Schumer, though, has pushed back on the criticism that the bill shortchanges New York.
“He’s disappointed that it only got $5 billion for the state government, but there are small businesses in New York who need money. There are unemployed people who need money. There are hospitals who need money. There are nurses who need money,” Schumer said on Wednesday in response to Cuomo.
“We got $4 billion for the [Metropolitan Transit Authority], just what they asked for,” he added, referring to the agency that runs New York City’s public transportation, including the subway. “So this bill has been very, very good for New York.”
The minority leader said the package should give $100 billion to New York state once all its benefits are counted.
The level of funding for Washington, D.C., has also attracted criticism. Wyoming and Vermont, two states with smaller populations than D.C., will receive $1.25 billion each from the package.
Bowser called on lawmakers to treat D.C. more fairly, noting that it has a larger population and that residents pay more in taxes compared with some other states.
Lawmakers are already discussing a fourth coronavirus bill after unemployment claims spiked to more than 3 million and with reports that the virus is emerging in other locations. Schumer said on Thursday the “odds are high” Congress will need to provide more relief.
Kaeding said that Congress needed to ensure the states receive more help as the pandemic continues.
“I do think that there will be more relief for states in upcoming bills,” she said.
But Kaeding also acknowledged the challenges for leaders at both state and federal levels in determining how much states would need as the economy freezes up and revenue plummets.
“We … don’t have a sense from state budgets yet what they need,” she said. “The difficulty, of course, is states have balanced budgets requirements, so not only are their spending increasing quickly, [but] their revenue is decreasing quickly.”
The full scope of the economic damage is still unclear, with much of the public practicing social distancing and businesses closing their doors.
Thirty-one states rely on income taxes as their greatest sources of revenue, but fewer Americans will have paychecks coming in because of the outbreak, meaning a decrease in tax revenue. Some states such as Florida and Washington have no income tax and rely on sales tax, but those revenues have also taken a hit.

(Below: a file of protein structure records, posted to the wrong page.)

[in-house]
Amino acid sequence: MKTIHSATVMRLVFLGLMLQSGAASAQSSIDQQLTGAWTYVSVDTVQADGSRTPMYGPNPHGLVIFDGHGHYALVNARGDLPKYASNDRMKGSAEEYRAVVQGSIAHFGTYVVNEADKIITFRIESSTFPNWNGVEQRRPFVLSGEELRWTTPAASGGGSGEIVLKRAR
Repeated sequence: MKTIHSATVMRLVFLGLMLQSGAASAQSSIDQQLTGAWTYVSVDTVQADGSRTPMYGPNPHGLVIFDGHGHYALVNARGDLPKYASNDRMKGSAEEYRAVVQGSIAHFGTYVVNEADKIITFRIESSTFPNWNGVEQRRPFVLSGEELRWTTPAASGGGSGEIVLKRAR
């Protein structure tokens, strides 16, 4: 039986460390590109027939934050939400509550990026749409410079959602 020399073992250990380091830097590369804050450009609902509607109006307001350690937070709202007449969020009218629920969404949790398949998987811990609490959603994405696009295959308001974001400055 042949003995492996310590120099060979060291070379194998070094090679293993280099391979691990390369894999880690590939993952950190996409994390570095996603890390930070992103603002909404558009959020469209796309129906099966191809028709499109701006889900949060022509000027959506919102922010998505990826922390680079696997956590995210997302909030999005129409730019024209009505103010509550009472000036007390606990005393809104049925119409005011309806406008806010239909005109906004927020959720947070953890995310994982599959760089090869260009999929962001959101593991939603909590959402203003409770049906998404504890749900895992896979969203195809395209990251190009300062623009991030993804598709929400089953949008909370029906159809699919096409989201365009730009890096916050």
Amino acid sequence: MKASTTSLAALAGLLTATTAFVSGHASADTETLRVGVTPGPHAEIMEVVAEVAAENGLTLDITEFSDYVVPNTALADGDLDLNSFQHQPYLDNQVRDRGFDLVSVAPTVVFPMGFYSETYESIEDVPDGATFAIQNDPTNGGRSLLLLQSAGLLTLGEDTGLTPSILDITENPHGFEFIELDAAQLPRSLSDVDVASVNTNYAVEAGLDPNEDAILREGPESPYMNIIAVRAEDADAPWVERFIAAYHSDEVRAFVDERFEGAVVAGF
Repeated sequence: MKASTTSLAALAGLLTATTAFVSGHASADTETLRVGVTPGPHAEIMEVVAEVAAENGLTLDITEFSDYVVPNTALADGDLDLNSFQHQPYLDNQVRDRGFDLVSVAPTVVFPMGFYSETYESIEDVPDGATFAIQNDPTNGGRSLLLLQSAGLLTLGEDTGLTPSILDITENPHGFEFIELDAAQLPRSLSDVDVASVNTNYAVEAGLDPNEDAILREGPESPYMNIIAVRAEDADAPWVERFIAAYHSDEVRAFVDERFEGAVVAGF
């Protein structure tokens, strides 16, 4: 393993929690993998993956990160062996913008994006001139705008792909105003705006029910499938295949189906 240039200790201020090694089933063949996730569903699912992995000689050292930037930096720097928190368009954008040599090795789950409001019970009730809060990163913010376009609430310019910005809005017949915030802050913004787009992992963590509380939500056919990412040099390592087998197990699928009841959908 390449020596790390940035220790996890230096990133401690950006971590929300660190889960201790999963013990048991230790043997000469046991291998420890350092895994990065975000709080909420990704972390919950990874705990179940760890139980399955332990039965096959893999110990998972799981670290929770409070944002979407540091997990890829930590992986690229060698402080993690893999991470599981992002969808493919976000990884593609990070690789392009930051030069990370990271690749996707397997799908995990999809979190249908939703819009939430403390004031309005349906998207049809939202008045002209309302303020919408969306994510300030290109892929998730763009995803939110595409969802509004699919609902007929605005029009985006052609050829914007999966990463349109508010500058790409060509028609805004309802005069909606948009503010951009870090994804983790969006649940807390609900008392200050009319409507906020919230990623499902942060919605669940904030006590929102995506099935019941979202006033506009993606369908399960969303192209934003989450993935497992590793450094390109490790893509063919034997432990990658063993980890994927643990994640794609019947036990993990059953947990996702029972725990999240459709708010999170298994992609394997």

“Traditionally, in recessions, state revenues fall and sales taxes are the most stable source of revenue because consumption changes a bit but individuals still buy many things. … That assumption may not be true for this recess,” Kaeding said. “Individuals are still buying food, they are still paying for housing, but those two things are generally not taxed by sales taxes.”
Other experts said that Congress should consider different formulas for determining which localities should get the most funding as the virus spreads and new hot spots, such as Chicago and New Orleans, see their coronavirus cases grow.
The criticisms also go beyond the dollar amounts to how the funding is managed and distributed.
Liu said the current relief package does not give funds to states in the most efficient way.
The $150 billion will be in a state stabilization fund, which will be administered by the Treasury Department.
“I’m surprised we are creating a new state stabilization program, to be administered by Treasury, which will require time to be set up, with new regulations, before getting the funding out the door,” Liu said. “In short, we are unnecessarily creating more bureaucracy when efficiency is needed, tapping existing programs with agency staff who are familiar with working with states and localities on their emergency needs.”
She said it would have been more efficient to run the funds through the Community Development Block Grant, a Department of Housing and Urban Development vehicle used in major disasters.
Liu also noted that many of the grant funds come with restrictions.
“It’s not just about new dollars on the table. It’s about waivers so these dollars can be used in the circumstances that are today,” she said.
State and local officials will be watching lawmakers in Washington closely as they tackle those challenges in subsequent bills.
“I’m interpreting this phase three bill as a wait-and-see bill. It gets relief out the door,” Kaeding said. “But Congress … will need to come back and provide additional relief for states, individuals and businesses.”